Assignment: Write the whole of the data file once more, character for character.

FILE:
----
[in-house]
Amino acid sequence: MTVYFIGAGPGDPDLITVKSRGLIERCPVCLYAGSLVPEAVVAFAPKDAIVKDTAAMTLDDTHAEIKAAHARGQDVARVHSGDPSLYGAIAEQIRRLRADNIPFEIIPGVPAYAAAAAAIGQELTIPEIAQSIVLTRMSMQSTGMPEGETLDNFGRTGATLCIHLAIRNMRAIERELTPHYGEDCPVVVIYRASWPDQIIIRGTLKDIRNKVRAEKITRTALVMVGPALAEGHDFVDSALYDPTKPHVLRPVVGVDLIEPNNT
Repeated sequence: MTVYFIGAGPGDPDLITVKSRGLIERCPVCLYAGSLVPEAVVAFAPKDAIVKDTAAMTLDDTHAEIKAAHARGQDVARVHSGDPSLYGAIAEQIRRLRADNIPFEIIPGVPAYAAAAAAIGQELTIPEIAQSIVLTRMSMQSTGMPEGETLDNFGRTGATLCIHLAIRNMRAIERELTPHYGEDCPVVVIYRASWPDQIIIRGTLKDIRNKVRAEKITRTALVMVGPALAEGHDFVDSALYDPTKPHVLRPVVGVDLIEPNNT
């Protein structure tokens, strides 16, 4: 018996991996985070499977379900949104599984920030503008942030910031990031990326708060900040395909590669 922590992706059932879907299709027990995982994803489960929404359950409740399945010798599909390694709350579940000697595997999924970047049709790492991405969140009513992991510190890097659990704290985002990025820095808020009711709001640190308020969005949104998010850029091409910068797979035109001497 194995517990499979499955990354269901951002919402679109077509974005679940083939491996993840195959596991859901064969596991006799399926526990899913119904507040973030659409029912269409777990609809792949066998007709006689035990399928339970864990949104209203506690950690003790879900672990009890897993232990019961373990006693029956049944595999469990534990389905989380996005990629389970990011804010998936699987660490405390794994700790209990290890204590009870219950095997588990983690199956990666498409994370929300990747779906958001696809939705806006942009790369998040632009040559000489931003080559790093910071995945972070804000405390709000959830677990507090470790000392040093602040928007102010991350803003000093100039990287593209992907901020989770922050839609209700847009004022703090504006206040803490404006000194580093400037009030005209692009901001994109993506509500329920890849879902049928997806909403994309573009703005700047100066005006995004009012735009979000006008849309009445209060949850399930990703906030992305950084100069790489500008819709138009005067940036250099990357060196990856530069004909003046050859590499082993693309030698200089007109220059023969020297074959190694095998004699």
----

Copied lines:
[in-house]
Amino acid sequence: MTVYFIGAGPGDPDLITVKSRGLIERCPVCLYAGSLVPEAVVAFAPKDAIVKDTAAMTLDDTHAEIKAAHARGQDVARVHSGDPSLYGAIAEQIRRLRADNIPFEIIPGVPAYAAAAAAIGQELTIPEIAQSIVLTRMSMQSTGMPEGETLDNFGRTGATLCIHLAIRNMRAIERELTPHYGEDCPVVVIYRASWPDQIIIRGTLKDIRNKVRAEKITRTALVMVGPALAEGHDFVDSALYDPTKPHVLRPVVGVDLIEPNNT
Repeated sequence: MTVYFIGAGPGDPDLITVKSRGLIERCPVCLYAGSLVPEAVVAFAPKDAIVKDTAAMTLDDTHAEIKAAHARGQDVARVHSGDPSLYGAIAEQIRRLRADNIPFEIIPGVPAYAAAAAAIGQELTIPEIAQSIVLTRMSMQSTGMPEGETLDNFGRTGATLCIHLAIRNMRAIERELTPHYGEDCPVVVIYRASWPDQIIIRGTLKDIRNKVRAEKITRTALVMVGPALAEGHDFVDSALYDPTKPHVLRPVVGVDLIEPNNT
């Protein structure tokens, strides 16, 4: 018996991996985070499977379900949104599984920030503008942030910031990031990326708060900040395909590669 922590992706059932879907299709027990995982994803489960929404359950409740399945010798599909390694709350579940000697595997999924970047049709790492991405969140009513992991510190890097659990704290985002990025820095808020009711709001640190308020969005949104998010850029091409910068797979035109001497 194995517990499979499955990354269901951002919402679109077509974005679940083939491996993840195959596991859901064969596991006799399926526990899913119904507040973030659409029912269409777990609809792949066998007709006689035990399928339970864990949104209203506690950690003790879900672990009890897993232990019961373990006693029956049944595999469990534990389905989380996005990629389970990011804010998936699987660490405390794994700790209990290890204590009870219950095997588990983690199956990666498409994370929300990747779906958001696809939705806006942009790369998040632009040559000489931003080559790093910071995945972070804000405390709000959830677990507090470790000392040093602040928007102010991350803003000093100039990287593209992907901020989770922050839609209700847009004022703090504006206040803490404006000194580093400037009030005209692009901001994109993506509500329920890849879902049928997806909403994309573009703005700047100066005006995004009012735009979000006008849309009445209060949850399930990703906030992305950084100069790489500008819709138009005067940036250099990357060196990856530069004909003046050859590499082993693309030698200089007109220059023969020297074959190694095998004699």